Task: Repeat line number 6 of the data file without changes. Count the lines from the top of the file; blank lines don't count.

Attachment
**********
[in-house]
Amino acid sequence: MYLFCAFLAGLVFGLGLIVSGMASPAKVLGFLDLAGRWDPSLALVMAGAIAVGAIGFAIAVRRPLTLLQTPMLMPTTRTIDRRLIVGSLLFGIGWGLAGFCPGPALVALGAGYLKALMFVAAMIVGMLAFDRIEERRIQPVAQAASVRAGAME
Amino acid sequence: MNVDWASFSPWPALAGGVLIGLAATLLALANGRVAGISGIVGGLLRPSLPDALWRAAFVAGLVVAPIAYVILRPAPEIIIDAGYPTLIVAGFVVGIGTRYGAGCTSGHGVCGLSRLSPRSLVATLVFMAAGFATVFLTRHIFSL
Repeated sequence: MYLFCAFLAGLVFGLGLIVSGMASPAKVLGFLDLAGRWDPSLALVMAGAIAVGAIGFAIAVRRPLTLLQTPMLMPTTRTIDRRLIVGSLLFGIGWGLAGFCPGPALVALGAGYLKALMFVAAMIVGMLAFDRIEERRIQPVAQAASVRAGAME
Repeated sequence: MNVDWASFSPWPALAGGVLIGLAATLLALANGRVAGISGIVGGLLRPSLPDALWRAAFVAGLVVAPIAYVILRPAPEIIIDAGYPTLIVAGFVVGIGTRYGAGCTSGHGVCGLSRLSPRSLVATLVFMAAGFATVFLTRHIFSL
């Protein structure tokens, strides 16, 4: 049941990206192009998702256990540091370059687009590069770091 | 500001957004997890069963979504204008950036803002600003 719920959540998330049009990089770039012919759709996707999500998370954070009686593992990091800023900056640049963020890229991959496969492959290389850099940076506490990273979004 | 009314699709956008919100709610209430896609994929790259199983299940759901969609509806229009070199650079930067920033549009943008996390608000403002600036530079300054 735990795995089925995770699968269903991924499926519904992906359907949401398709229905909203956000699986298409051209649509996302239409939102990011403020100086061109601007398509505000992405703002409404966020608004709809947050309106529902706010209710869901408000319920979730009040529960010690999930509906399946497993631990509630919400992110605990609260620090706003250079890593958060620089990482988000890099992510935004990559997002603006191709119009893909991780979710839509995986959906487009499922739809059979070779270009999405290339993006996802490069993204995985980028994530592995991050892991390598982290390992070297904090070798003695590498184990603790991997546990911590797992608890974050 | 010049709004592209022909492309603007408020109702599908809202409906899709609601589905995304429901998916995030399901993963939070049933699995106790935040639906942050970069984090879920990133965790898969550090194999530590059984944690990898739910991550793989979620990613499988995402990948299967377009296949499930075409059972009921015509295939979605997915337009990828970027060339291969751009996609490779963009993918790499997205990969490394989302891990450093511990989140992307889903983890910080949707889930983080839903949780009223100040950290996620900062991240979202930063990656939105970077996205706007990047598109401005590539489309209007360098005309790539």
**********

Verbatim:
């Protein structure tokens, strides 16, 4: 049941990206192009998702256990540091370059687009590069770091 | 500001957004997890069963979504204008950036803002600003 719920959540998330049009990089770039012919759709996707999500998370954070009686593992990091800023900056640049963020890229991959496969492959290389850099940076506490990273979004 | 009314699709956008919100709610209430896609994929790259199983299940759901969609509806229009070199650079930067920033549009943008996390608000403002600036530079300054 735990795995089925995770699968269903991924499926519904992906359907949401398709229905909203956000699986298409051209649509996302239409939102990011403020100086061109601007398509505000992405703002409404966020608004709809947050309106529902706010209710869901408000319920979730009040529960010690999930509906399946497993631990509630919400992110605990609260620090706003250079890593958060620089990482988000890099992510935004990559997002603006191709119009893909991780979710839509995986959906487009499922739809059979070779270009999405290339993006996802490069993204995985980028994530592995991050892991390598982290390992070297904090070798003695590498184990603790991997546990911590797992608890974050 | 010049709004592209022909492309603007408020109702599908809202409906899709609601589905995304429901998916995030399901993963939070049933699995106790935040639906942050970069984090879920990133965790898969550090194999530590059984944690990898739910991550793989979620990613499988995402990948299967377009296949499930075409059972009921015509295939979605997915337009990828970027060339291969751009996609490779963009993918790499997205990969490394989302891990450093511990989140992307889903983890910080949707889930983080839903949780009223100040950290996620900062991240979202930063990656939105970077996205706007990047598109401005590539489309209007360098005309790539």